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Grant Stevens, Sky, 2016, in Pacific Real Time. Courtesy of Starkwhite. Photograph: Emil McAvoy Grant Stevens, Sky, 2016, in Pacific Real Time. Courtesy of Starkwhite. Photograph: Emil McAvoy Peter Robinson at Hopkinson Mossman. Photograph: Emil McAvoy Glen Hayward at PAULNACHE. Photograph: Emil McAvoy Tony Garifalakis at Sarah Scout Presents. Photograph: Emil McAvoy Eve Armstrong at Michael Lett. Photograph: Emil McAvoy John Reynolds, Martin Basher and Daniel Crooks. Starkwhite. Photograph: Emil McAvoy Bookstand by Kelvin Soh and Anita Totha. Photograph: Emil McAvoy Bookstand by Kelvin Soh and Anita Totha. Photograph: Emil McAvoy A couple from Hawkes Bay in front of Ngatahi Editions stand and displaying their wares from Trading Table. Photograph: Emil McAvoy Fiona Connor, Community Notice Board (Silverdale), 2016, in Pacific Real Time. Courtesy of Hopkinson Mossman. Photograph: Emil McAvoy Quishile Charan, Fijianx, 2016, in Pacific Real Time. Photograph: Emil McAvoy Terror Internationale in Pacific Real Time. Photograph: Emil McAvoy Terror Internationale in Pacific Real Time. Photograph: Emil McAvoy Public Domain Art Fair. DEMO project space. Installation detail. Photograph: PDAF Alex Matthews (left) and Te Marunui Hotene (right). Public Domain Art Fair. Photograph: PDAF Louisa Afoa at Public Domain Art Fair. Photograph: PDAF Li Ming Hu. Detail. Public Domain Art Fair. Photograph: PDAF

Although it can be awkward watching dealers play curator at times - the pervasive presence of capital strongly shaping the materialisation of any art fair - this year furnished a number of excellent presentations. The best of which both consciously embraced, and attempted to transcend, the commercial imperatives of their situation: delivering tight, enigmatic and well considered shows with playful and sophisticated exhibition design.

The Cloud

Downtown Auckland


Forty dealer booths representing galleries from New Zealand, Australia, the Cook Islands, and Chile

Auckland Art Fair 2016


26 May - 29 May 2016

The commercial framing of art as a commodity at a domestic scale can be an uncomfortable reality check for those invested in its loftier ideals. Yet with art, as you’d expect, there’s always more to it. Anthony Byrt put it well:

It’s easy to assume art fairs are the dirty end of the art business: the events where all our ideals about beauty and aesthetics and the noble pursuit of social change via our creativity runs into the coldest and hardest of facts: that art and money have gone hand-in-hand since forever.

The Auckland Art Fair returned - after a hiatus and a change of both owners and directors - with stall holders, stakeholders and the wider arts sector primed to appraise the rebooted Fair as a commercially viable entity, and an event capable of capturing the public imagination. From the accounts I’ve been privy to, it appears the new Co-Directors Stephanie Post and Hayley White have delivered on the former. I’m more interested in the latter, but of course the two are in many ways inseparable. Byrt goes on:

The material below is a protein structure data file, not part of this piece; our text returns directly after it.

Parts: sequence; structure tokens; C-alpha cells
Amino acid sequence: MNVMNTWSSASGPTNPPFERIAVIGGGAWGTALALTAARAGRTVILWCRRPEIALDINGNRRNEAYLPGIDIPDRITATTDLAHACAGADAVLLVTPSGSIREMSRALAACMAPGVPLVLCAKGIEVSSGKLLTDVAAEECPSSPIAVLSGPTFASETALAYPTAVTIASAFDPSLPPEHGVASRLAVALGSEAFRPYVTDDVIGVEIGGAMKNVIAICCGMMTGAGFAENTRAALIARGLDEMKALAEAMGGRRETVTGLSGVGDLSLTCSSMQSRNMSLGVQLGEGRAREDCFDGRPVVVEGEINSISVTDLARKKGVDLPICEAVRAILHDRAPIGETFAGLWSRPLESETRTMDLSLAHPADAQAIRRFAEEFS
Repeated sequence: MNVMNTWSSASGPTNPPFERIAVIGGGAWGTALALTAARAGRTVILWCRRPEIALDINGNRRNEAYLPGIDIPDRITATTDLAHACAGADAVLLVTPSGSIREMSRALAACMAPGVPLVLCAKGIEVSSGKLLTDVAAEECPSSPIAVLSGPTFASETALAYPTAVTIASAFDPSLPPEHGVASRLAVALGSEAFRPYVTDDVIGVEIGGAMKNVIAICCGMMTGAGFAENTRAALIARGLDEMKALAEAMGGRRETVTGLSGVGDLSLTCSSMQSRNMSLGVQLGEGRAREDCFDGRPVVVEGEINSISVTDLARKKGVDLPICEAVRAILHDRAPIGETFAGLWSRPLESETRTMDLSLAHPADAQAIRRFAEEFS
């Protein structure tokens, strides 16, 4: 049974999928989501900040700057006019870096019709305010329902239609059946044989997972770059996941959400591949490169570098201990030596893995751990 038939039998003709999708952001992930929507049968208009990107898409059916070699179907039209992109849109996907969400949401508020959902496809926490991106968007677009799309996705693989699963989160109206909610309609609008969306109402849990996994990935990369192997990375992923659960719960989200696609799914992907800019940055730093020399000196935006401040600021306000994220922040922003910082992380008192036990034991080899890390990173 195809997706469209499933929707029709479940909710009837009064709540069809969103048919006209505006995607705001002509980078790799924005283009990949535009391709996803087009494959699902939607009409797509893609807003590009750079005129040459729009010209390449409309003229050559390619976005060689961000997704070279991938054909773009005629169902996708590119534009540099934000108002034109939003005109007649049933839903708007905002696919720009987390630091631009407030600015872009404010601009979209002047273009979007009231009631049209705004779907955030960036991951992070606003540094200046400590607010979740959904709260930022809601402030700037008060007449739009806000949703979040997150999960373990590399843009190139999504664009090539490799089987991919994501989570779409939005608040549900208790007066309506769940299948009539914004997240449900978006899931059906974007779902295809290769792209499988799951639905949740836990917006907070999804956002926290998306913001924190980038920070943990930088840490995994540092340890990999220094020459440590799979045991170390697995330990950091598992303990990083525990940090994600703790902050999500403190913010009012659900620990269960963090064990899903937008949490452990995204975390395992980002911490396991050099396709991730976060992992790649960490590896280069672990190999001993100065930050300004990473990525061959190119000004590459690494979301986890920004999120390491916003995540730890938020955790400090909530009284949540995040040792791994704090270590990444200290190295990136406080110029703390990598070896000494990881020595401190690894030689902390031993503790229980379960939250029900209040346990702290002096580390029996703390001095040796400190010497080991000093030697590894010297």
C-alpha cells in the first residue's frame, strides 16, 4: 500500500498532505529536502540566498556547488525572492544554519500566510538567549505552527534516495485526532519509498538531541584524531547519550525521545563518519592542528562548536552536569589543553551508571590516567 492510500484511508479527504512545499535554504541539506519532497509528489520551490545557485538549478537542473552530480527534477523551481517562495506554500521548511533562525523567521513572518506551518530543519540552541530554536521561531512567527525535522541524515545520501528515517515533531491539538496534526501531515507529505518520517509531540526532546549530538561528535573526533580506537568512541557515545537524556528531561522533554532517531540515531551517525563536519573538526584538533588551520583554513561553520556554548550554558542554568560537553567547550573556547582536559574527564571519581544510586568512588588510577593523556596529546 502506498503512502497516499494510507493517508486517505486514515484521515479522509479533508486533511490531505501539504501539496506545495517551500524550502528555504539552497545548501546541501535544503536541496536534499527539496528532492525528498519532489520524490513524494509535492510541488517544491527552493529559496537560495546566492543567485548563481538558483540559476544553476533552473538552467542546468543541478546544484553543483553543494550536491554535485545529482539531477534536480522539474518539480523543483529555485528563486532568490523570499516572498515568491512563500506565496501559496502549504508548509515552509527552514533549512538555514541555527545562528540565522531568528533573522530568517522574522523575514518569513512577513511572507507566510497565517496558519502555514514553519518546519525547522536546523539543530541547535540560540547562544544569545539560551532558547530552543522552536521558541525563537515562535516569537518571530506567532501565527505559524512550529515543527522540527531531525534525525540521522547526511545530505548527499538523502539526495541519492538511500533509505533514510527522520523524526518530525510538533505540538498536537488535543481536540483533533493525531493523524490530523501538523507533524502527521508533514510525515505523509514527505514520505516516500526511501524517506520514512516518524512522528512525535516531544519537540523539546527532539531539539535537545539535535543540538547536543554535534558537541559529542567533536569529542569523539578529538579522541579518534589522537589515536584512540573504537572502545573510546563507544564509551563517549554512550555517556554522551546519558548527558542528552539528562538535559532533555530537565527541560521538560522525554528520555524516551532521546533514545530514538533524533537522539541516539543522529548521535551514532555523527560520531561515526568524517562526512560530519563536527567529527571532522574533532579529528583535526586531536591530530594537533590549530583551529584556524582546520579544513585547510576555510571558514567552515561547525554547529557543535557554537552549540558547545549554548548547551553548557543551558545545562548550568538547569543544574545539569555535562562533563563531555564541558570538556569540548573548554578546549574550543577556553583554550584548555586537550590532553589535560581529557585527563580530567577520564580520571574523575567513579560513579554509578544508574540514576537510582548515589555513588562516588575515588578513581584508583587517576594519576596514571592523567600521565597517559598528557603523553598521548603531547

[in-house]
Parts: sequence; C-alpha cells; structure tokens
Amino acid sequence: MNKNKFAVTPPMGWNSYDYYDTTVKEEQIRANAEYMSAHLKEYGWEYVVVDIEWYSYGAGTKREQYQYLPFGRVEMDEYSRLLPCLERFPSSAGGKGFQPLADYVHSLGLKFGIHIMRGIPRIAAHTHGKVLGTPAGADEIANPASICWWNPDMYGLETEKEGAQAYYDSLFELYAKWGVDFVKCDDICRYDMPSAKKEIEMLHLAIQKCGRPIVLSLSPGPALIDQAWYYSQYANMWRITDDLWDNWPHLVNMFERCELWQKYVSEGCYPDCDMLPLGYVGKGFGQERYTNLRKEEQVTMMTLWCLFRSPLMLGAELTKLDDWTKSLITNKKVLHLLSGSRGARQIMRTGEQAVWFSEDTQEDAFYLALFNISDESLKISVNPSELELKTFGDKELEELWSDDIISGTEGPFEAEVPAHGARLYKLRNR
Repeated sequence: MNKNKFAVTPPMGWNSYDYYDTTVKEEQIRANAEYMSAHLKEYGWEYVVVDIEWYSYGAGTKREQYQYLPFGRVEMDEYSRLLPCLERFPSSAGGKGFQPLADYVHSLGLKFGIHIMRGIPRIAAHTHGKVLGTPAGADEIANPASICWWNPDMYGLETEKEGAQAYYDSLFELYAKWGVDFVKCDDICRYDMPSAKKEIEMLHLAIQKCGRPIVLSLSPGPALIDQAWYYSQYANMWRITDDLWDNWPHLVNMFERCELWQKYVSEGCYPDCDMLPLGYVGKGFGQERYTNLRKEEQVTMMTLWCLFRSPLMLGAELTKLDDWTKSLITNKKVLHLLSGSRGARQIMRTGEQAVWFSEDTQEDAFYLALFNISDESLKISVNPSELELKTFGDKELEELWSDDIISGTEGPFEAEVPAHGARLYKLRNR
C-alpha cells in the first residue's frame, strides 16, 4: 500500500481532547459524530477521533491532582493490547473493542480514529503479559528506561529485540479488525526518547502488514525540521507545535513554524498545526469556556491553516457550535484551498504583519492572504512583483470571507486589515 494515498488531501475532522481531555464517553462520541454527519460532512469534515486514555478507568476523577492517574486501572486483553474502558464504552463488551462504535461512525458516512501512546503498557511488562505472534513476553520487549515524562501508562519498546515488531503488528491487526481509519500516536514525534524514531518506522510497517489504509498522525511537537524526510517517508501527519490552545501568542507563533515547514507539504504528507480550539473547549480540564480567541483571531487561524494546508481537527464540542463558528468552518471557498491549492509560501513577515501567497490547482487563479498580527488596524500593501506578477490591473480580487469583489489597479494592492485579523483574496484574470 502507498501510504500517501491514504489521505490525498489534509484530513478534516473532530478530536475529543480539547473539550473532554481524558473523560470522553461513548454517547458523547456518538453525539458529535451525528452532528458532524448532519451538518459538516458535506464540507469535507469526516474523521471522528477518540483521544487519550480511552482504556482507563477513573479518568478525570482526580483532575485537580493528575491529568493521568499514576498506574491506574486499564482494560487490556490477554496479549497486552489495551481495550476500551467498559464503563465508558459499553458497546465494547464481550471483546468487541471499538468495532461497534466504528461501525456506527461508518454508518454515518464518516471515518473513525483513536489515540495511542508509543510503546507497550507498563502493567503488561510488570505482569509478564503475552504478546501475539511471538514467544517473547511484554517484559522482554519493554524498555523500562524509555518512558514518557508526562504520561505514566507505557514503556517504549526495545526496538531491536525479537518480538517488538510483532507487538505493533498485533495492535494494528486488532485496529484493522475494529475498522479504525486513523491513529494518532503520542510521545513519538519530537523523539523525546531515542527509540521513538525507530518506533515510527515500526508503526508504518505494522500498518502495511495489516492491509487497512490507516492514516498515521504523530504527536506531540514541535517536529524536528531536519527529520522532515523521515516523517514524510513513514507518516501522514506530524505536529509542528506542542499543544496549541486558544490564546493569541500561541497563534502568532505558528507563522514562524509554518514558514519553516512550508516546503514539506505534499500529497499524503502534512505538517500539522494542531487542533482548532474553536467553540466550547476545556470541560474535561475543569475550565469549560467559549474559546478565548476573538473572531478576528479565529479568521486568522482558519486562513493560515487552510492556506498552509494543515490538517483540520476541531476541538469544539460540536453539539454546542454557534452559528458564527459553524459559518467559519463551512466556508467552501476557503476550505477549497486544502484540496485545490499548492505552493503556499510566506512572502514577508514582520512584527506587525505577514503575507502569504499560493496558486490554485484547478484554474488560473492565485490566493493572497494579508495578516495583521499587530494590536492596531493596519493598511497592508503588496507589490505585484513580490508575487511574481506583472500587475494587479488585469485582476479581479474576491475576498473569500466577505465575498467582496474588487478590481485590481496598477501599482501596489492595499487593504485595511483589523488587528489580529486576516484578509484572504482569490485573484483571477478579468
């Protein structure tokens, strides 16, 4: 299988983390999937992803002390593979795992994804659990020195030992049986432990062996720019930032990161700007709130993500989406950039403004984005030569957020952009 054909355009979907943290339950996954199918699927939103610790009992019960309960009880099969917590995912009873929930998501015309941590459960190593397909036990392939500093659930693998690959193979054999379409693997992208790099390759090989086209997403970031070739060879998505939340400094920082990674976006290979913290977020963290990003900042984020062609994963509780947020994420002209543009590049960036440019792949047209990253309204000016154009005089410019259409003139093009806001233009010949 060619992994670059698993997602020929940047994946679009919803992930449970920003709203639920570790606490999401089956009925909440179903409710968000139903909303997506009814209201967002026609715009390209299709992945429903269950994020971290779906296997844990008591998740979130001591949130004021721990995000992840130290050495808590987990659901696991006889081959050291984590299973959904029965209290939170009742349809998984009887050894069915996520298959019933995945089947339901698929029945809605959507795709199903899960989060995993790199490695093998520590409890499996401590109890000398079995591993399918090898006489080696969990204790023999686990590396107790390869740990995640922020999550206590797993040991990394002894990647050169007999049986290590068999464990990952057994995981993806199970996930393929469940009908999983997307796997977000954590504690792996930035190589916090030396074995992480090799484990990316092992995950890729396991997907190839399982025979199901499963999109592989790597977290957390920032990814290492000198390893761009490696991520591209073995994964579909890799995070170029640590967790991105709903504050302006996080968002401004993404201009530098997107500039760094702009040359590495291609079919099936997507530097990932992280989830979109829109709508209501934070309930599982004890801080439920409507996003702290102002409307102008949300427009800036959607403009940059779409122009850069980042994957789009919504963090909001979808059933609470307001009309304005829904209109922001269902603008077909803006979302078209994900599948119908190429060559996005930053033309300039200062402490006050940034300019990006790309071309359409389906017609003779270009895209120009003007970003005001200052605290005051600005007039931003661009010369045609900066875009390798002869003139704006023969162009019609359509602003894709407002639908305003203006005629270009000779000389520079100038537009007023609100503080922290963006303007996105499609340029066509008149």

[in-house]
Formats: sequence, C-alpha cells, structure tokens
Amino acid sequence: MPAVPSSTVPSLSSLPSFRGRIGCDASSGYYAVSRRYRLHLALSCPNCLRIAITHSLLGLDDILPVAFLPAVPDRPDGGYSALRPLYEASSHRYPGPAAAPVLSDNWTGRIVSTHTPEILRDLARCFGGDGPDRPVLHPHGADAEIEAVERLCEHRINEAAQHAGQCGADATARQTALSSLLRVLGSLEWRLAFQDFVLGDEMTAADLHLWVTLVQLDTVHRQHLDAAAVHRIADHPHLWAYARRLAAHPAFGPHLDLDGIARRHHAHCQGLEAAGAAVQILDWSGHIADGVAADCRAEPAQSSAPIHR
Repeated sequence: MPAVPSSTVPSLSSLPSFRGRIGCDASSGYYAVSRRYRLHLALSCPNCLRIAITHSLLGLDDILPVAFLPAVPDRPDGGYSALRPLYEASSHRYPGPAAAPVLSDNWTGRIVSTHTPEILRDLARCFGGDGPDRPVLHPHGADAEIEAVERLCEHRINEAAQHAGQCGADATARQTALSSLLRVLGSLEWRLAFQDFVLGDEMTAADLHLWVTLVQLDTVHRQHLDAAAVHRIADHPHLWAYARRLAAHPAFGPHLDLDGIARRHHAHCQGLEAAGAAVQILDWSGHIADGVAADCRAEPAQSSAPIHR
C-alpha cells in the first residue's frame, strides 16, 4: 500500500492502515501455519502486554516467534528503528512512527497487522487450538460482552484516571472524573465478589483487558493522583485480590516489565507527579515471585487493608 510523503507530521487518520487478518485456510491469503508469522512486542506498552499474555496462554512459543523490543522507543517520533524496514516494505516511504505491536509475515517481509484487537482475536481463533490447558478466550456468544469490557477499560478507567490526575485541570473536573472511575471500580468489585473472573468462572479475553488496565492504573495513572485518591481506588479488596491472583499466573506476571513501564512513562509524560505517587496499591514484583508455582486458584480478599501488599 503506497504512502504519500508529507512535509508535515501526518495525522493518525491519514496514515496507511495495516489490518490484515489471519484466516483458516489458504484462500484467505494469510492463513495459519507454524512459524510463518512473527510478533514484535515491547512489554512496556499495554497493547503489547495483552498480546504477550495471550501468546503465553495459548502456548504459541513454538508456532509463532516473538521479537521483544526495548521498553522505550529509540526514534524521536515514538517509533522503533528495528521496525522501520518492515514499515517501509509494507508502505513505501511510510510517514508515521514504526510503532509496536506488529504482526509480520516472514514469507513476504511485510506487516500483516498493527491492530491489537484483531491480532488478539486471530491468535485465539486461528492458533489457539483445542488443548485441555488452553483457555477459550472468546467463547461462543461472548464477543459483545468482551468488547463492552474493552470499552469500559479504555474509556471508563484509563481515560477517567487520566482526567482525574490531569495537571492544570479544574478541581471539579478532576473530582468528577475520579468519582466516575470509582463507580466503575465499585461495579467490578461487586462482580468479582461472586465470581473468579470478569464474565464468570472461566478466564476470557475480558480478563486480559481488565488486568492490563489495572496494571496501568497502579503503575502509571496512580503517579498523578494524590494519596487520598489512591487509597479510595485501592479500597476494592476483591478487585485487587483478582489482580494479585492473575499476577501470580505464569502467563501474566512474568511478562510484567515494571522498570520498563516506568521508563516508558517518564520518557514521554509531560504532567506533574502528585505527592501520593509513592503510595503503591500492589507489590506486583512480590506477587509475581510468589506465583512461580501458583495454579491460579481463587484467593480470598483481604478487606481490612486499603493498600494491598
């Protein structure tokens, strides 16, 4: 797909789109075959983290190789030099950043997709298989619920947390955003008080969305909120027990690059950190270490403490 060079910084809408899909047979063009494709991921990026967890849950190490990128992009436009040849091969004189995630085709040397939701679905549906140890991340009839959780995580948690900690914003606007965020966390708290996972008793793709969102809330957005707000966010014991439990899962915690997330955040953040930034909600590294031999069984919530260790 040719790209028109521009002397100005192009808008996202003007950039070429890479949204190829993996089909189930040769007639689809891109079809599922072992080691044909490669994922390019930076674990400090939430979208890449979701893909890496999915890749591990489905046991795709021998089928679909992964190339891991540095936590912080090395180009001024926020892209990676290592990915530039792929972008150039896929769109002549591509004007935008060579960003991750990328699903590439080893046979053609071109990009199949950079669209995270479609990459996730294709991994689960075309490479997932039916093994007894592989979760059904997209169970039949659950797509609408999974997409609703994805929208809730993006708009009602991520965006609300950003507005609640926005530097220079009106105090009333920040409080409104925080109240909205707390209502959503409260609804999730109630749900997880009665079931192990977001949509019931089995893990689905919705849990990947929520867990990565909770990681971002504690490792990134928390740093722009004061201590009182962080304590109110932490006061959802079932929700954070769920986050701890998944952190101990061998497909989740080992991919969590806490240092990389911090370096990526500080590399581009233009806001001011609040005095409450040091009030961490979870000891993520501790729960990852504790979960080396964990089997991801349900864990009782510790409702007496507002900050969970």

New Zealand has a remarkably healthy art market given the size of the population. But that’s still the problem - a small country makes for a small number of collectors. As a result, there have always been questions about whether a substantial art fair is really sustainable here. They’re expensive to put on, and, for the galleries who buy booths, expensive to participate in. That’s why up until now, the Auckland Art Fair has been a sputtering - albeit worthwhile - beast.

With this in mind, the weblink for Byrt’s piece - released before the Fair and encouraging people to attend - betrayed an inadvertent, and somewhat ironic, poetry: /auckland-art-fair-just-trade-show-go/

On the surface it was, perhaps, largely similar to previous iterations. Most major New Zealand gallerists returned to The Cloud, along with a few newcomers, including MUTT from Santiago and Bergman Gallery from Rarotonga. A strong contingent of Australian galleries also participated, albeit against the worrying backdrop of their recently slashed state arts funding, leaving a number of cultural organisations in uncharted territory. Not to mention the demise of the 2016 Melbourne Art Fair.

Although it can be awkward watching dealers play curator at times - the pervasive presence of capital strongly shaping the materialisation of any art fair - this year furnished a number of excellent presentations. The best of which both consciously embraced, and attempted to transcend, the commercial imperatives of their situation: delivering tight, enigmatic and well considered shows with playful and sophisticated exhibition design. The worst salon style offerings echoed and exacerbated the visual overload of the fair environment. Yet, according to one artist I spoke to, their gallerist reported the ‘more is more’ strategy had apparently produced strong sales. Go figure.

While at one end of the spectrum one gallery was (allegedly) charging artists to participate, on the other, Michael Lett‘s knowing placement of Eve Armstrong’s Trading Table in a solo presentation was a bold move. Eschewing the sales imperative entirely, Armstrong’s now practised social practice work operated as a platform for the bartered exchange of goods and services throughout the period of the Fair.